Driving Liberal Arts Transfer Pathways
It’s Time for Independent Colleges to Target Community College Students
Every fall, an estimated 1.1 million American students begin their postsecondary education at community colleges. While most (80 percent) intend to earn their bachelor’s degree, less than a third transfer to a four-year institution and only 13 percent actually earn their bachelor’s degree in six years. Transfer practices between two- and four-year institutions are not adequately serving students. What’s more, scalable policies designed to repair these broken transfer pathways have historically focused on the public sector: For example, public universities enroll four times more transferring community college students (74 percent) than do private nonprofit colleges (19 percent).
The Teagle Foundation and Ithaka S+R are collaborating to explore the promise and potential of Pathways to the Liberal Arts from community colleges to independent colleges, a relatively unexplored avenue for tackling transfer. We are especially interested in how a specific set of private institutions, namely liberal arts colleges and small independent colleges with liberal arts offerings, can strengthen their community college transfer-in practices at scale–whether through regional, state, or consortia-wide initiatives. The first outcome of our work together will take place October 28, in an informational webinar with open registration. Here Teagle will present its funding opportunity for leaders interested in collaboratively building liberal arts transfer pathways between community colleges and independent colleges, Ithaka S+R will speak to the scale, opportunity, and promising strategies used by independent colleges at the state or regional consortia level, and the North Carolina Independent Colleges and Universities (NCICU) will share its experience launching a comprehensive transfer agreement with the North Carolina Community College System.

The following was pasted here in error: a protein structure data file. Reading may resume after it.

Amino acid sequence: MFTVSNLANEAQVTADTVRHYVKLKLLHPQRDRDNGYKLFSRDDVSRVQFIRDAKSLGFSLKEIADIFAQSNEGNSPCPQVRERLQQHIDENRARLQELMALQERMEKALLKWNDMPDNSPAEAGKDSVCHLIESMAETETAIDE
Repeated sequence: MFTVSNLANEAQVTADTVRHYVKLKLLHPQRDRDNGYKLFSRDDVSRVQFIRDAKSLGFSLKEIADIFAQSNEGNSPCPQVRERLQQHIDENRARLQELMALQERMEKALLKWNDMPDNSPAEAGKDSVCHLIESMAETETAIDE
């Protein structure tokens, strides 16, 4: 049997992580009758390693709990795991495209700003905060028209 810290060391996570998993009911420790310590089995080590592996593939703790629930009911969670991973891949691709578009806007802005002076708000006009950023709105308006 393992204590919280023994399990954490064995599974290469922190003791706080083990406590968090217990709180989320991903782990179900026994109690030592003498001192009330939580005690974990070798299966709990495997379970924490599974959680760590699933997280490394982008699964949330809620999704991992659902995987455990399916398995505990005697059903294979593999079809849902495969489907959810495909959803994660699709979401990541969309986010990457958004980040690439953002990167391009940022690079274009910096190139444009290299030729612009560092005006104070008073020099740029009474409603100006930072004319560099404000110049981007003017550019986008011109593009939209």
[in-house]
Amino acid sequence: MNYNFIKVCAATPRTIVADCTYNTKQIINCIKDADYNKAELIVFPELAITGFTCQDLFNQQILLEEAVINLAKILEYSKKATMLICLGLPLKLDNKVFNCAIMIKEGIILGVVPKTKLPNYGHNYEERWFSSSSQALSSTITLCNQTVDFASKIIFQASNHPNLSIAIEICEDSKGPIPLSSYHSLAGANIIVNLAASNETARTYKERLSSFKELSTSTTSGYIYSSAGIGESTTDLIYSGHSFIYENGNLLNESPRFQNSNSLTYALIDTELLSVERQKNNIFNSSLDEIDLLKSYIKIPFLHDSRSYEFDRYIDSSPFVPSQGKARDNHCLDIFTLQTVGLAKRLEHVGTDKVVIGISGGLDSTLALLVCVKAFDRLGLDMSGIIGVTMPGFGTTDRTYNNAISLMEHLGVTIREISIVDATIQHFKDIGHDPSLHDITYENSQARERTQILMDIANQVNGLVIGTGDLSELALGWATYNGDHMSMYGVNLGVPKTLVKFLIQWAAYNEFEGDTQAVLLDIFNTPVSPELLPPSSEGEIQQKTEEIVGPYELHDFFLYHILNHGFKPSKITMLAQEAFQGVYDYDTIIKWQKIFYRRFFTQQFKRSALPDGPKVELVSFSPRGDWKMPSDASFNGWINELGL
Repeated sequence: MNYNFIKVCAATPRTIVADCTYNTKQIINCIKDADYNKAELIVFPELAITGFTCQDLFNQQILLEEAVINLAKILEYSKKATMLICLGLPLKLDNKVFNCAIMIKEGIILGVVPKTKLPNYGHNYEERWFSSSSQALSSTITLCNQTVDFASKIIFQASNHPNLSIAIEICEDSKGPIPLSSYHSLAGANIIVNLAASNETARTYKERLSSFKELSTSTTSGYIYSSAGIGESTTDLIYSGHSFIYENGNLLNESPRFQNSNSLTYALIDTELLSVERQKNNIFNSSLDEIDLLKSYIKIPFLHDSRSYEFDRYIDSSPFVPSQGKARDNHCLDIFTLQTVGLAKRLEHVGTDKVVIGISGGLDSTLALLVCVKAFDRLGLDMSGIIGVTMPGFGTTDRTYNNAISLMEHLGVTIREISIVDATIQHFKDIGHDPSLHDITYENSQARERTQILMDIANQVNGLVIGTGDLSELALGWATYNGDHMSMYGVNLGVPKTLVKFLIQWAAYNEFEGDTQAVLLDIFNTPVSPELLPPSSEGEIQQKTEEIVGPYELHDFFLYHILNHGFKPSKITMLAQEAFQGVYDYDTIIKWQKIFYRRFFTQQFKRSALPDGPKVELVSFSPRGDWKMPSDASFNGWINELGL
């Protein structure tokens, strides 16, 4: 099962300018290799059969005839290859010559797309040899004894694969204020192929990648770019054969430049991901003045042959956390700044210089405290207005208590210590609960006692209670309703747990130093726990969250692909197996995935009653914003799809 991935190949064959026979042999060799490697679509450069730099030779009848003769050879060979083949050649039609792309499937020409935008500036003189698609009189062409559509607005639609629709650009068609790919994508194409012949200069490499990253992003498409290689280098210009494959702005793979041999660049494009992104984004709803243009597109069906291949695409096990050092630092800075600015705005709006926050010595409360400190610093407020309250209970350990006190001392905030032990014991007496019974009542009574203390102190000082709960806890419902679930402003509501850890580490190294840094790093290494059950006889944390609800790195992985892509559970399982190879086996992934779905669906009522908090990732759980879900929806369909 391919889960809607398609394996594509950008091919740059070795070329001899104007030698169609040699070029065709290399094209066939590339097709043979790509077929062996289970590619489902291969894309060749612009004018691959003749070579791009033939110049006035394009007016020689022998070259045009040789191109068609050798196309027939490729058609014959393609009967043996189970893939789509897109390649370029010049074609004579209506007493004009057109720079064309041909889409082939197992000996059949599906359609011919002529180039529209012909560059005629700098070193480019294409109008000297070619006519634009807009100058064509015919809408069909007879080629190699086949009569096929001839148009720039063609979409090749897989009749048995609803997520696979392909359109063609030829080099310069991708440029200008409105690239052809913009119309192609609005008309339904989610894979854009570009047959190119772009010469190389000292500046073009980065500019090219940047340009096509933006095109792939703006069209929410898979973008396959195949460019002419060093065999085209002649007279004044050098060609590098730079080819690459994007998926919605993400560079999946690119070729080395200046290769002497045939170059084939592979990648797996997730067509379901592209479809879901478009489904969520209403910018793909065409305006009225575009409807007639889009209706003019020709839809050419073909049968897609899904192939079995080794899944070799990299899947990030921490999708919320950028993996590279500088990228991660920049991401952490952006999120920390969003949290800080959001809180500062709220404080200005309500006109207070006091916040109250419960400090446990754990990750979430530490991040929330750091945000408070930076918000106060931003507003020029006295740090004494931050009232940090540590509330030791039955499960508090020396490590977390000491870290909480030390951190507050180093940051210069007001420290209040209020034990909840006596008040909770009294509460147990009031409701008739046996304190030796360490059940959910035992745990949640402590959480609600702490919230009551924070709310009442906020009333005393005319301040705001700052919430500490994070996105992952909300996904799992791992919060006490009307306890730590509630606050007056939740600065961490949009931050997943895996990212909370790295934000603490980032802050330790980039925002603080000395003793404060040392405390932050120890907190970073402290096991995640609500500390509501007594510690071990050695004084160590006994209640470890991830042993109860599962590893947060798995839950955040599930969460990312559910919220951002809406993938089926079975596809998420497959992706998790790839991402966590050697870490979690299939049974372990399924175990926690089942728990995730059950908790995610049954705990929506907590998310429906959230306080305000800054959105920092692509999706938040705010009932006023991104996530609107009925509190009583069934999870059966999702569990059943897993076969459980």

A liberal arts education provides students with a uniquely valuable educational experience. Pedagogies we think of as being traditionally liberal arts are frequently utilized by small independent colleges–facets such as intimate classroom environments with small class sizes, out-of-classroom discussions with faculty, experiential learning opportunities that expose students to global diversity–and prepare engaged students with a commitment to learning post-graduation. In terms of educational outcomes, employers have repeatedly voiced that in today’s labor market they value skills such as abstract problem solving, critical thinking, and effective communication–skills that are strongly emphasized in liberal arts programs–even more than the specialized skills gained by more vocational degree programs. These benefits should not be reserved for those who have been historically excluded from independent schools and their strong liberal arts traditions. This includes students of color, first generation learners, and students from socioeconomically disadvantaged backgrounds–student subgroups which are disproportionately enrolled in community colleges.
Ithaka S+R will continue our work with Teagle in the space by producing a white paper on transfer pathways to the liberal arts at small independent colleges, to be published in January 2020. This research will describe the opportunities for improving this transfer pipeline, the challenges and constraints for successfully improving transfer pathways, and promising approaches to that end–including how individual institutions can draw on the power of collaboration to achieve impact at scale in their region.